Ca va bien avec l'alerte de ce matin:
L'organisme de régulation bancaire chinois a coupé l'internet des filiales d'une grosse banque pour l'empecher de distribuer des crédits.
Pulling the plug on China’s banks. Literally.
Posted by Tracy Alloway on Apr 16 08:30.
Here’s one way to put the brakes on China’s lending boom.
Simply pull the (electricity) plug on banks’ loan operations. From Caixin Online:
Branch loan officers for a major bank were gearing up for a new round of lending in late February when their computer screens suddenly froze.
It was not a technical glitch. The bank’s branch-to-headquarters intranet system for processing loan applications had been intentionally shut down, affecting its branches across the country.
Behind the intranet intervention was an effort by Chinese banking regulators to put a lid on the nation’s bank lending, which in January maintained a steady pace after soaring to more than 9 trillion yuan last year.
In some ways, the controls are working. Loans issued by the country’s largest banks, for example, fell significantly in the first quarter from last year’s levels. Yet some corners of the credit sector, such as off-balance sheet loans and lending by local banks, may be currently beyond regulatory reach.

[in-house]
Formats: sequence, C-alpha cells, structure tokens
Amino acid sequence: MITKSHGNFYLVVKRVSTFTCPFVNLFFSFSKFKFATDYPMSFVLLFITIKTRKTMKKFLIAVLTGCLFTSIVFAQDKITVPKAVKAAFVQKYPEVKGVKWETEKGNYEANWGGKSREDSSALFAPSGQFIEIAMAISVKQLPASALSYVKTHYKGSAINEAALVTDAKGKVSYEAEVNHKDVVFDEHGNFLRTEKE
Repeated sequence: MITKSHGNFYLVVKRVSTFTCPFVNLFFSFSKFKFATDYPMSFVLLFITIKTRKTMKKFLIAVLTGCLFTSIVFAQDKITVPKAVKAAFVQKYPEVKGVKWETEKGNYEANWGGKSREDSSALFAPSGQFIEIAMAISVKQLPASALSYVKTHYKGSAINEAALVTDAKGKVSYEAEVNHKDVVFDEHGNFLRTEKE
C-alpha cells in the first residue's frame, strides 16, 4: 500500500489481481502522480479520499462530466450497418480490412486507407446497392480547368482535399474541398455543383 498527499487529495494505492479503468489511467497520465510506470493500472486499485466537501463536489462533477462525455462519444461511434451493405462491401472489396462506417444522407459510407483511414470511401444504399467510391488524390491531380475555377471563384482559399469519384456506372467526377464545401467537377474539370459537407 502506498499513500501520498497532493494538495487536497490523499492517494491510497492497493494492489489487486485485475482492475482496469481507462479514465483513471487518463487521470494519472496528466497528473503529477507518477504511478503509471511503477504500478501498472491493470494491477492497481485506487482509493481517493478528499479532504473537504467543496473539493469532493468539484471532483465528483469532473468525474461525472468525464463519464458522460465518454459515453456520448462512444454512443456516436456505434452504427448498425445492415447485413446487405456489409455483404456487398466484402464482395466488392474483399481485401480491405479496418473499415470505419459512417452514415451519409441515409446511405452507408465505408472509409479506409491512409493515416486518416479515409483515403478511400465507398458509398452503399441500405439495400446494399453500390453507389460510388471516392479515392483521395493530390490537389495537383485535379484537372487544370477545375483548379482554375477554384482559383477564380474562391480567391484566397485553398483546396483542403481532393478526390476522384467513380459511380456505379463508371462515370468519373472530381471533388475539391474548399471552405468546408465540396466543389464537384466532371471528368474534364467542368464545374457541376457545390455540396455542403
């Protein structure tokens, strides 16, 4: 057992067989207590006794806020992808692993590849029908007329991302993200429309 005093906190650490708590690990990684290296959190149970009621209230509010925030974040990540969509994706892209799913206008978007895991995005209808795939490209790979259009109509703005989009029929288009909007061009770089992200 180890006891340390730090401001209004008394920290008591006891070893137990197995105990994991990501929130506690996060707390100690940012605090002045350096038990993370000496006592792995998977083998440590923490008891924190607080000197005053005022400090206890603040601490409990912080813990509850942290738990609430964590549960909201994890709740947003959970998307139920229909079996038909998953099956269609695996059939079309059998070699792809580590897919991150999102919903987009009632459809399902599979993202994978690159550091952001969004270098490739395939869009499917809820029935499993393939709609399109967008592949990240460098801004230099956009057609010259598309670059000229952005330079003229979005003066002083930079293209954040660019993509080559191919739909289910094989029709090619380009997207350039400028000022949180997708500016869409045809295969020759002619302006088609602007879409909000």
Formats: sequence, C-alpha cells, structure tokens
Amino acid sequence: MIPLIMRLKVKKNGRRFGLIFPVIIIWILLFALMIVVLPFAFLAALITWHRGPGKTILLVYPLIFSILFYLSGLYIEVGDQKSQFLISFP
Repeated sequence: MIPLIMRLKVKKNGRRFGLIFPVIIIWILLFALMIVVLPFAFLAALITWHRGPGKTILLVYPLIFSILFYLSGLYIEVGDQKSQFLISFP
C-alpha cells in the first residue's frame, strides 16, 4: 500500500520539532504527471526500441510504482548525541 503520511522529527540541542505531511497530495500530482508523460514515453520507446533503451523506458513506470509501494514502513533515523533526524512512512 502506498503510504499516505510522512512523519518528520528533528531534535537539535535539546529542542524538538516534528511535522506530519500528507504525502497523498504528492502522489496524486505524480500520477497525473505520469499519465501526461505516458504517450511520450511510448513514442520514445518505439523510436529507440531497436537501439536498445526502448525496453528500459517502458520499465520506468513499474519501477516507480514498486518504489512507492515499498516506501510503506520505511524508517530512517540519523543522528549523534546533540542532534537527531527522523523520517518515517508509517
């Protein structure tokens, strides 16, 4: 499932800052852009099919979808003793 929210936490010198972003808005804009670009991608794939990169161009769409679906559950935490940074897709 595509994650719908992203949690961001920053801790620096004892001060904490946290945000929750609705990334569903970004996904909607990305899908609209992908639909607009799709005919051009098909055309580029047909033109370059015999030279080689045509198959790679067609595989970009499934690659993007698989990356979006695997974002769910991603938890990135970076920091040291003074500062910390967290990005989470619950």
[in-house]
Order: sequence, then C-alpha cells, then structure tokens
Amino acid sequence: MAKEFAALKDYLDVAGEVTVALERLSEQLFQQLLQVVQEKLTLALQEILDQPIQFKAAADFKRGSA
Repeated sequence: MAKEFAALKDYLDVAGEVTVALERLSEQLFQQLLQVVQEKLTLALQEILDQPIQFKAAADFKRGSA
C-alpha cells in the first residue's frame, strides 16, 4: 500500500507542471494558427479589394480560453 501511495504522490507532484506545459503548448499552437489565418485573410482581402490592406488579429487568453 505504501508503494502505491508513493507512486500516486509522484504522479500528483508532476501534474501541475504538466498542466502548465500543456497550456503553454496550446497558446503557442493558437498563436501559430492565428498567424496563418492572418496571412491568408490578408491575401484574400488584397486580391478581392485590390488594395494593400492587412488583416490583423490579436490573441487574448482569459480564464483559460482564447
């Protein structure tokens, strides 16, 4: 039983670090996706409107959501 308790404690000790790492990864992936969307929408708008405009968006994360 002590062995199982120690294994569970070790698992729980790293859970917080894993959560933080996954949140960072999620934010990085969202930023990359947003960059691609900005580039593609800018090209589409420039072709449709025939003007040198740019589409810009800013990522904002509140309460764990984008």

In other words, Chinese bank regulators, most likely representatives of the country’s central bank, have revived the practice of capping monthly bank lending through administrative orders (cancellations?).
But the implication is that even with regulators resorting to such basic measures, there may be aspects of the financial system they are unable to reach — notably loans held off-balance sheet by the banks.
The whole Caixin article is well worth a read — not least for scary speculations such as the below:
And so-called off-balance sheet lending has been quietly expanding to what one bank executive called an “immense” scale, perhaps equaling on-balance sheet credit.
(H/T Sean Corrigan of Diapason Commodities)